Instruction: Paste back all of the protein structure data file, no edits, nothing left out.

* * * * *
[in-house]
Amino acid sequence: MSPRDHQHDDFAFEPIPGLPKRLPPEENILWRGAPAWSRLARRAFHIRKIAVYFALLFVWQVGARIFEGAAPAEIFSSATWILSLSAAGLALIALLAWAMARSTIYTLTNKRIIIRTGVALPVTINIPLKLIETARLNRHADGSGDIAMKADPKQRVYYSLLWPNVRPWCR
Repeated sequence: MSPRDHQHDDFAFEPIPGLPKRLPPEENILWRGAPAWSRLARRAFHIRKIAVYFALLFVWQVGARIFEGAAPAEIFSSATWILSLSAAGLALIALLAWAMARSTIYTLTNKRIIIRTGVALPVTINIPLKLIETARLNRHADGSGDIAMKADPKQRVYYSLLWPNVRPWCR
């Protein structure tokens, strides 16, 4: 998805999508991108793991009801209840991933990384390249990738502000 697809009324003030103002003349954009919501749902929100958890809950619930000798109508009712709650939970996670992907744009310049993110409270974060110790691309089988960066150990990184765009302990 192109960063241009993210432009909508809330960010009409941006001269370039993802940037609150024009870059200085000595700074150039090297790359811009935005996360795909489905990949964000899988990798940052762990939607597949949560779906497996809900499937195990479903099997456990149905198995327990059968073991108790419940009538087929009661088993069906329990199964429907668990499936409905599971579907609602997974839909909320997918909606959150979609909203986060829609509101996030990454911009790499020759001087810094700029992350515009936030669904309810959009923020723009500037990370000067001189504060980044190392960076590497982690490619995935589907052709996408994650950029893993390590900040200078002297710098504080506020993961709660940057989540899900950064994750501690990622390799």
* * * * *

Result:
[in-house]
Amino acid sequence: MSPRDHQHDDFAFEPIPGLPKRLPPEENILWRGAPAWSRLARRAFHIRKIAVYFALLFVWQVGARIFEGAAPAEIFSSATWILSLSAAGLALIALLAWAMARSTIYTLTNKRIIIRTGVALPVTINIPLKLIETARLNRHADGSGDIAMKADPKQRVYYSLLWPNVRPWCR
Repeated sequence: MSPRDHQHDDFAFEPIPGLPKRLPPEENILWRGAPAWSRLARRAFHIRKIAVYFALLFVWQVGARIFEGAAPAEIFSSATWILSLSAAGLALIALLAWAMARSTIYTLTNKRIIIRTGVALPVTINIPLKLIETARLNRHADGSGDIAMKADPKQRVYYSLLWPNVRPWCR
């Protein structure tokens, strides 16, 4: 998805999508991108793991009801209840991933990384390249990738502000 697809009324003030103002003349954009919501749902929100958890809950619930000798109508009712709650939970996670992907744009310049993110409270974060110790691309089988960066150990990184765009302990 192109960063241009993210432009909508809330960010009409941006001269370039993802940037609150024009870059200085000595700074150039090297790359811009935005996360795909489905990949964000899988990798940052762990939607597949949560779906497996809900499937195990479903099997456990149905198995327990059968073991108790419940009538087929009661088993069906329990199964429907668990499936409905599971579907609602997974839909909320997918909606959150979609909203986060829609509101996030990454911009790499020759001087810094700029992350515009936030669904309810959009923020723009500037990370000067001189504060980044190392960076590497982690490619995935589907052709996408994650950029893993390590900040200078002297710098504080506020993961709660940057989540899900950064994750501690990622390799």